A new minister for Kerrier has conducted her first service in a medieval Cornish church where services have taken place for the past 1500 years.

Kerrier Deanery’s new pioneer minister, the Reverend Susie Templeton conducted her first Cornish service on Sunday, September 24 in the Church of St Winwaloe – known locally as the church of the storms – out on the windswept Lizard coast.

The medieval church stands on a site where Christian worship has taken place for fifteen hundred years.

“It’s a gorgeous place,” she says. “There’s something quite special there. There’s a real spirituality about the place.”

Born into a naval family in Portsmouth, she’s lived, worked and studied as far afield as Indonesia, Australia, South Africa and Brazil.

She was six when her father’s latest posting took the family to Brunei for a couple of years – at the end of which, they spent six weeks travelling home in order to see a bit of the world.

“It was quite formative for me – to have experienced such an adventure at such a young age,” she says.

A decade later, when she’d finished school, she went to Borneo to work on a coral reef conservation project, where she learned to scuba dive.

“Those beautiful reefs,” she recalls. “I absolutely fell in love with it.”

Dreaming of a career as a marine biologist, she went on to study Biology with Science Communication at Royal Holloway in London. But when she completed her degree, she realised that such tropical dream jobs were few and far between, and she didn’t much fancy working in a laboratory for the rest of her life.

So, she chose to pursue the media side of her skills, and for a while took temporary work and travelled a lot.

At the end of her studies, she’d worked for the church as a student worker, and had taken a group of students on a trip to Brazil. She later completed an internship with a wildlife filmmaking company in Cape Town.

She’d always been a person of faith, having been brought up attending the naval church in Portsmouth and then joining a local church youth group when she was twelve.

“That was when I really started to understand my faith for myself,” she recalls.

She’d been involved in the church while at university, and remembers having a conversation with her curate about whether she felt called to ministry.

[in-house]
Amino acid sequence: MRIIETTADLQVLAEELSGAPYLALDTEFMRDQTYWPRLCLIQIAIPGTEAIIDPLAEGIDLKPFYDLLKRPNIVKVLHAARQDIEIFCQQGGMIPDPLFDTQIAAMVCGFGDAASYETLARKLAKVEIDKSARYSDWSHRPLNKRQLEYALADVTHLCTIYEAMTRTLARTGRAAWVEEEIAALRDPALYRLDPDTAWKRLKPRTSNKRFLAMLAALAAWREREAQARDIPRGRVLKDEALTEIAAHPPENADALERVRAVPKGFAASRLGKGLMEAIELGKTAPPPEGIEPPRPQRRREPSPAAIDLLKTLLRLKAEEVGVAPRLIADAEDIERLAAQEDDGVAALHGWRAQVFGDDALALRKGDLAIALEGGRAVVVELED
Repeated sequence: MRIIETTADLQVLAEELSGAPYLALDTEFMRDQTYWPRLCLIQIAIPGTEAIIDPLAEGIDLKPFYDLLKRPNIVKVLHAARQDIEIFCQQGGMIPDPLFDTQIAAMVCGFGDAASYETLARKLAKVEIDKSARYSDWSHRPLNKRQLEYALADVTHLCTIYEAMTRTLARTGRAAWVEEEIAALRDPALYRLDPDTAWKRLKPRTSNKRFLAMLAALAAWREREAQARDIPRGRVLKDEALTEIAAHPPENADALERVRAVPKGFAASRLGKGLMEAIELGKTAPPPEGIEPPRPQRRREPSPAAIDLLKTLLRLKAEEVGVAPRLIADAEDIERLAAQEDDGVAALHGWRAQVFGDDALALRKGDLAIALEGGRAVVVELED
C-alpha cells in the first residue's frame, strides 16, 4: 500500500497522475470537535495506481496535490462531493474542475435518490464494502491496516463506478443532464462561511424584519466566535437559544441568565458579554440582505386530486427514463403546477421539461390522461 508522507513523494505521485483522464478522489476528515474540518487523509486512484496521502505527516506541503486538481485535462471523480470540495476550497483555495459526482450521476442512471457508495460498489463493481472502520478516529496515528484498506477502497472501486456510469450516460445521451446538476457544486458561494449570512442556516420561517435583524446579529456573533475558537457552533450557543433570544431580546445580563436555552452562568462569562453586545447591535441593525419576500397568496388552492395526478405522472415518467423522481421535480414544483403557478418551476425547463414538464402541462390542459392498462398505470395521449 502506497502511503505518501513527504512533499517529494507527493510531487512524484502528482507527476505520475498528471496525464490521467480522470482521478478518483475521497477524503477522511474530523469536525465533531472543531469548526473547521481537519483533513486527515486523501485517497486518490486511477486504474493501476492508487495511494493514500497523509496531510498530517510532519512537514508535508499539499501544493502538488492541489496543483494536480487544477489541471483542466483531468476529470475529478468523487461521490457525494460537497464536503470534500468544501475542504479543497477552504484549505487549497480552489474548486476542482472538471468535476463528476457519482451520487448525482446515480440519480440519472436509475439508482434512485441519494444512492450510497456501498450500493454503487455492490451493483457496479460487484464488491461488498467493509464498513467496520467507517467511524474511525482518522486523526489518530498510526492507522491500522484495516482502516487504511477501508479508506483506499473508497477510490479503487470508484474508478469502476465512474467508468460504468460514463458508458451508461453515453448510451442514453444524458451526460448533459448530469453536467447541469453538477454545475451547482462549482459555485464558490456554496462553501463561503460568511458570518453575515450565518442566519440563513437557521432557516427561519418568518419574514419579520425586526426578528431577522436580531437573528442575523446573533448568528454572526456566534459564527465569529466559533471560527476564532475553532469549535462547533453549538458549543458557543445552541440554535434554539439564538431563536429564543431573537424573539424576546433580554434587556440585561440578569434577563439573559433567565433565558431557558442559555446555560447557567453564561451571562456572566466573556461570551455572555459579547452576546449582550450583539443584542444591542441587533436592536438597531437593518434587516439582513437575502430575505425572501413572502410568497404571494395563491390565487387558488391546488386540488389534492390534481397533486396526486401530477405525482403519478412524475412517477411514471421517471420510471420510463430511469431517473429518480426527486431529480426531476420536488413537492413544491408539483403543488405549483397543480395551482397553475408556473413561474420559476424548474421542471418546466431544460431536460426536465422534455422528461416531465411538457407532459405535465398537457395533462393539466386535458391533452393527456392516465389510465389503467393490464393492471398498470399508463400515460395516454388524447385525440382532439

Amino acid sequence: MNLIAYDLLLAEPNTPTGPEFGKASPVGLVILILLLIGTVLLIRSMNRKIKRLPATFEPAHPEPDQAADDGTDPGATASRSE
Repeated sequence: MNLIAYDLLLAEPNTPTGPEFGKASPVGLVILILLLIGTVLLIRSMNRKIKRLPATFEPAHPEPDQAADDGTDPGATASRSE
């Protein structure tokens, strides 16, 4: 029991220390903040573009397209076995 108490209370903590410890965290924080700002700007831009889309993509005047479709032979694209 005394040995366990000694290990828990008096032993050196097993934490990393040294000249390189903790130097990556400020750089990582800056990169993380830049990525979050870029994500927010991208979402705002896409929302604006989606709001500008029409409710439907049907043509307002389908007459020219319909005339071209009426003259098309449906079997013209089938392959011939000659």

“But it wasn’t the right time – I wanted to explore the world some more,” she says. “My twenties were a bit hectic – a bit chaotic but full of really enriching experiences – experiencing things outside my comfort zone, seeing things through other people’s eyes.

“I became really passionate about mission and about cross-cultural connections and what we could learn from each other – about coming with open hands rather than coming with all the solutions. I think that set me up well for pioneering ministry.”

In 2008, she travelled to Australia to take a discipleship course, which was followed by an outreach phase working with a youth group in Indonesia.

Returning to the UK, she took work for a charity based in Southampton making videos helping churches engage with the media, while also completing a part-time Master’s programme in documentary filmmaking back at Royal Holloway.

“But I realised I wasn’t really cut out to do that kind of work,” she says. “It sucked the joy out of it for me.”

In 2011, back in Portsmouth, she got a job with the Methodist Church as part of the chaplaincy team at HMS Gosport, supporting the work of a coffee lounge attached to the chaplaincy.

“It was good fun,” she says. “And we also did some quite inventive ministry.”

One day, one of the chaplains sat her down and told her to stop messing around and get ordained.

She started training at Cuddesdon theological college in 2015 and was ordained three years later in Oxford. The following year, she became a priest in Reading, and served her curacy just outside the town.

She then spent two years as an interim minister, looking after a neighbouring parish that was in vacancy.

“I was there to provide some stability,” she explains. “It was good. It wasn’t what I’d expected to be doing, but it taught me a lot. Having that grounding in parish work has enhanced my ability to minister as a pioneer.

“It wasn’t always easy, but we really invested in families and young people. We found ways of involving the kids in our services. And we started Wild Church once a month on Sunday afternoons. Lots of families came to that. There were opportunities to engage that gave their kids space to be kids.”

And her next stop was Cornwall.

“I’m really excited to be here,” she says. “It’s a big move and it’s a big job. It’s a big area and a lot of churches. We have to be more creative about how we engage and what we want church to look like.”